After their encounter with the man who drank water from a canal, Dr. Vatwani and his wife started an informal operation of bringing mentally-ill street persons to their private clinic for treatment. This eventually led to the establishment of Shraddha Rehabilitation Foundation in 1988, aimed at rescuing mentally-ill persons living on the streets; providing free shelter, food, and psychiatric treatment; and reuniting them with their families.
Starting with a two-room tenement that could take only three people at a time, Shraddha drew public attention when they rescued and treated a street person who turned out to be a respected lecturer at a Mumbai art school, who had inexplicably disappeared. Learning about what the Vatwanis had done, the school’s faculty and students organized a major art exhibition that drew 141 participating artists in India and abroad, and successfully raised US$22,357. Using this seed money, the Vatwanis bought a piece of property in Mumbai for a 20-bed facility that they opened in 1997; the unexpected donation inspired them to further expand their work with the help of private donors, volunteer professionals, and social workers. In 2006, they moved to a bigger 120-patient facility in Karjat outside Mumbai, which had five buildings on a 6.5-acre land. By then, they had strengthened their three-phase therapeutic program, consisting of the rescue and treatment of mentally-ill street persons, reuniting patients with their families, and promoting awareness of mental health in communities.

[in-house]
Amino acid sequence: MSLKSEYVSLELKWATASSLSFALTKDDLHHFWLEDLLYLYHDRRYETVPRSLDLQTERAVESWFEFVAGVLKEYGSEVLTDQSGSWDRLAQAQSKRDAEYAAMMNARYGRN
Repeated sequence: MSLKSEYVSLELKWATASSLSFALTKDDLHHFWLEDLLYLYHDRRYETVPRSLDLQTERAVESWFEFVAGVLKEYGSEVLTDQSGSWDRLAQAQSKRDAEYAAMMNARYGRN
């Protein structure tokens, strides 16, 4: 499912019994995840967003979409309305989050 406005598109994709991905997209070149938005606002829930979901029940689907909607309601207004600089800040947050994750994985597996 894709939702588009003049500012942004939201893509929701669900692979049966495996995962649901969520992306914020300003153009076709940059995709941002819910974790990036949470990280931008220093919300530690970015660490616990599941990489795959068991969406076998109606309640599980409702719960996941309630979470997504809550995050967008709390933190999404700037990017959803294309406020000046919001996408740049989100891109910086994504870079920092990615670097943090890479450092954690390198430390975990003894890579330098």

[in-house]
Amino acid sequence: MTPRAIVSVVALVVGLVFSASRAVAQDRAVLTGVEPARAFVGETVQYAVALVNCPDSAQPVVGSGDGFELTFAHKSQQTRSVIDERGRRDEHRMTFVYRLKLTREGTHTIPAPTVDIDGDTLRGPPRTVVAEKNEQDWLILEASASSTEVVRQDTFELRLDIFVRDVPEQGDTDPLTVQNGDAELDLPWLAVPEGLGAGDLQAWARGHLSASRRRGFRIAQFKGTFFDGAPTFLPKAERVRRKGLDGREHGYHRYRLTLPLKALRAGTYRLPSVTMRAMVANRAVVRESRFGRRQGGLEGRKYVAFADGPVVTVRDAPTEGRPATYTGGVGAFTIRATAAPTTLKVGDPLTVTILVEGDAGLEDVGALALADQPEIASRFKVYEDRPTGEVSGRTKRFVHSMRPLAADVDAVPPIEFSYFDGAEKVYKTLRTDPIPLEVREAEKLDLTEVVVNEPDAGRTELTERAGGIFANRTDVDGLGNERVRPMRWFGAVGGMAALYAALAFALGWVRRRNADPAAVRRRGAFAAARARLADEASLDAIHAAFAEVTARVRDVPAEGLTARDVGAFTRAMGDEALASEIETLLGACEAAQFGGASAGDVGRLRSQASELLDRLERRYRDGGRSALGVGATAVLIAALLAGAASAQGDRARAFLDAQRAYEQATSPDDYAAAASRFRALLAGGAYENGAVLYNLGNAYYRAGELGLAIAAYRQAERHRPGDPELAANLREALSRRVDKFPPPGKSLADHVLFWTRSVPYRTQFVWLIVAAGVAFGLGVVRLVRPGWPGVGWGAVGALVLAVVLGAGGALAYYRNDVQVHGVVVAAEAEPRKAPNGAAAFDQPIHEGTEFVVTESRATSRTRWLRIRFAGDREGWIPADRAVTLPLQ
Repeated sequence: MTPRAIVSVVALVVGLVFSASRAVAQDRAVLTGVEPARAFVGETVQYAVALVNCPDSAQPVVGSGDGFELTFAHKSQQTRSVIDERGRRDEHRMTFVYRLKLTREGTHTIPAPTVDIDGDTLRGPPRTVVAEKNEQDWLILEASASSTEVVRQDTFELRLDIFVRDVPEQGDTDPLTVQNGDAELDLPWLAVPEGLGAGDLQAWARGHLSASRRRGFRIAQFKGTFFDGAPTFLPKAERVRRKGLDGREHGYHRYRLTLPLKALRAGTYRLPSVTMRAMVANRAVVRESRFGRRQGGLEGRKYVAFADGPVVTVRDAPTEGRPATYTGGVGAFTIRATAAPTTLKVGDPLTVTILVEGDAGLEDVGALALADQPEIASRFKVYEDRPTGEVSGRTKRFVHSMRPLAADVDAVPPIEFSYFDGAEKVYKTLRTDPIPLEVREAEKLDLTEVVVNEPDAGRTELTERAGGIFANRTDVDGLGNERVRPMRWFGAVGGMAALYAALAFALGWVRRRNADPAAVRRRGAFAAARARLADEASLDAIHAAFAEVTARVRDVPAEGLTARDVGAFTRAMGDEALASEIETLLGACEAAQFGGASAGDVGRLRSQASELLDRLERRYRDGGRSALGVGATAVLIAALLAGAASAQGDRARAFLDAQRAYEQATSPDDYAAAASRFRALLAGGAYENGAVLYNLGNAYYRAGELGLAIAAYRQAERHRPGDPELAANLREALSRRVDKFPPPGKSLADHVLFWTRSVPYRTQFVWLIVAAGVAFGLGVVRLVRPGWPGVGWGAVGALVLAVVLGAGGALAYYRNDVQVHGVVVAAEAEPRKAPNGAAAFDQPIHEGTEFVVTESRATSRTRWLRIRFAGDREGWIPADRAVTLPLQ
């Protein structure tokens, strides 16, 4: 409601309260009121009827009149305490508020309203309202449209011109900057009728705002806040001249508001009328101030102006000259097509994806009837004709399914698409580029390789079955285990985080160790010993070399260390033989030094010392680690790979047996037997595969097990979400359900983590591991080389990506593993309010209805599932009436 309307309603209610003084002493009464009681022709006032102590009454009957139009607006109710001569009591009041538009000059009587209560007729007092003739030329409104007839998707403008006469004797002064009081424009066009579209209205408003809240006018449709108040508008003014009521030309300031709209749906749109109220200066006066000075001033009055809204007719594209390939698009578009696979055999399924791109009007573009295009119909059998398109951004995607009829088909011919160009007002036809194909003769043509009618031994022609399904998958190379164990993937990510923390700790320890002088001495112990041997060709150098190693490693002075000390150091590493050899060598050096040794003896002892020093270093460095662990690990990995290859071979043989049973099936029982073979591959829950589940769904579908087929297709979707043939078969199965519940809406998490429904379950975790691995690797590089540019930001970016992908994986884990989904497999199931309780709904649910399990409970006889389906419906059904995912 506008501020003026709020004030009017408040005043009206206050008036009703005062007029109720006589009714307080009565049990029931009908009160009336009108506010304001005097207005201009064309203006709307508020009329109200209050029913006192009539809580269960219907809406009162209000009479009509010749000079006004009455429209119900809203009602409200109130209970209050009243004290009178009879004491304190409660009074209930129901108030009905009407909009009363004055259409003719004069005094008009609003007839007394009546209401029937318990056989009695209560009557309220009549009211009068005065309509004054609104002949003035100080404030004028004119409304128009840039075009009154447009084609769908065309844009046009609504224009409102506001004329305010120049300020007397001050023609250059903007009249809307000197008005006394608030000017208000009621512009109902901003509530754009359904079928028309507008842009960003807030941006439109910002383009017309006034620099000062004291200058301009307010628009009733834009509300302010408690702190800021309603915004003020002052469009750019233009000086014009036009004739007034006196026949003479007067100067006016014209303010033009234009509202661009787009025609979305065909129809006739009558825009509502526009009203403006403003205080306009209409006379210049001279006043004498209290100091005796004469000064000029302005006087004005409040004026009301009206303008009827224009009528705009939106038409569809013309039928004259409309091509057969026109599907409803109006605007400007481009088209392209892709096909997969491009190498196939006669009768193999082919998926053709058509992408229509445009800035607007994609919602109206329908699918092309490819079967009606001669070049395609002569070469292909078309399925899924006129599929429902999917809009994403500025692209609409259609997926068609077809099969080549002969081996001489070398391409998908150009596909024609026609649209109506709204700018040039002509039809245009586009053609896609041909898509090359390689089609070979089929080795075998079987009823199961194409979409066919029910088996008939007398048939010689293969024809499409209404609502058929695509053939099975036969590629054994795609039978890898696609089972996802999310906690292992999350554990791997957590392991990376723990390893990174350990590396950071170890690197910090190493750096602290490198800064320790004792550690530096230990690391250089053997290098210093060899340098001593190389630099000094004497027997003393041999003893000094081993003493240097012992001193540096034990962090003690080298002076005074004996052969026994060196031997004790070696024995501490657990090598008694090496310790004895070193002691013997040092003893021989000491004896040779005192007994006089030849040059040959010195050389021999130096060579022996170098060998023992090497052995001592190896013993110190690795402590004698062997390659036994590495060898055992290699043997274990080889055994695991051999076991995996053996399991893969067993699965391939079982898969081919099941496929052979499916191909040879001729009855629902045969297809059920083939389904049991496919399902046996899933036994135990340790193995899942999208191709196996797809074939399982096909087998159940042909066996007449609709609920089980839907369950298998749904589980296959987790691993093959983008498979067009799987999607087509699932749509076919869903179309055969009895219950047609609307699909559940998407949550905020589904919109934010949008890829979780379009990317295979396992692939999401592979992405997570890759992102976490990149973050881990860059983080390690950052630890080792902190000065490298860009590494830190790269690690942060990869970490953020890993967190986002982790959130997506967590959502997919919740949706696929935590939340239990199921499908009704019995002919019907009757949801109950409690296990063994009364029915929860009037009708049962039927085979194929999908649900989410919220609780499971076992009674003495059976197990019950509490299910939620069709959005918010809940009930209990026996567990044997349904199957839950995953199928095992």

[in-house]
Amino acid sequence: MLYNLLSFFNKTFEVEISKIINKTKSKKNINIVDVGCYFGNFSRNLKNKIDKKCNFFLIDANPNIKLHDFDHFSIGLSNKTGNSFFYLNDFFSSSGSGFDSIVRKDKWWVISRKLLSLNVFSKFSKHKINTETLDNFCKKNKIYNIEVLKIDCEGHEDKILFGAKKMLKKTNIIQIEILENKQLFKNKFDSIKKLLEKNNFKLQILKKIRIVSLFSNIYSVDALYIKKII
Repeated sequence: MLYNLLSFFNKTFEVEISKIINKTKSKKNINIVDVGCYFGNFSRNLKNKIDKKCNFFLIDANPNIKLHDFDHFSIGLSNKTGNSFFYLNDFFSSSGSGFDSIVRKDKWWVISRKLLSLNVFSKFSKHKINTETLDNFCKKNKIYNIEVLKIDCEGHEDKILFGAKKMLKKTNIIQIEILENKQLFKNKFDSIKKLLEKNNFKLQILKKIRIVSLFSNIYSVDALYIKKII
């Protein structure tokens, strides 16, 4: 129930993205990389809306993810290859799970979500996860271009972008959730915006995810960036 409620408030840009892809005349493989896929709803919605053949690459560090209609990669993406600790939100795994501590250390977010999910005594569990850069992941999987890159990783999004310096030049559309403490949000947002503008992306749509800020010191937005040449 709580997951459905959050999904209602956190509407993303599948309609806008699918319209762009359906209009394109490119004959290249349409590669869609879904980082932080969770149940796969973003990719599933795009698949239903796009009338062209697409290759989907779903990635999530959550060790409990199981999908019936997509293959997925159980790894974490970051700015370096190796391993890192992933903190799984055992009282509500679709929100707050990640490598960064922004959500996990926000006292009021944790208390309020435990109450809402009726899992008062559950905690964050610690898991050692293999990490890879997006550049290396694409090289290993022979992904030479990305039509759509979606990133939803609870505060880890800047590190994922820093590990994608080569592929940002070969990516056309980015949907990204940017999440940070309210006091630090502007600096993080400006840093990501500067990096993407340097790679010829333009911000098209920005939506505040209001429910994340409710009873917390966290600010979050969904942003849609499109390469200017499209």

Their rescue work has been aided by the police, social workers, and referrals. Shraddha’s free custodial care and treatment ranges from personal hygiene, medical check-ups, psychiatric treatment, to appropriate medication—all done in the open, healing environment of the Karjat facility where patients can engage in simple farm activities and find solace in a multi-religious meditation center. The foundation tracks patients’ families, arranges reunions, and uses such opportunities to spread a supportive and enlightened understanding of mental health among the families and their communities. In a one-of-a-kind mission that began in 1988, Vatwani and the foundation have by now rescued, treated, and reintegrated into their families and communities more than 7,000 of India’s mentally-ill roadside destitute, with a remarkable reunion rate of 95%.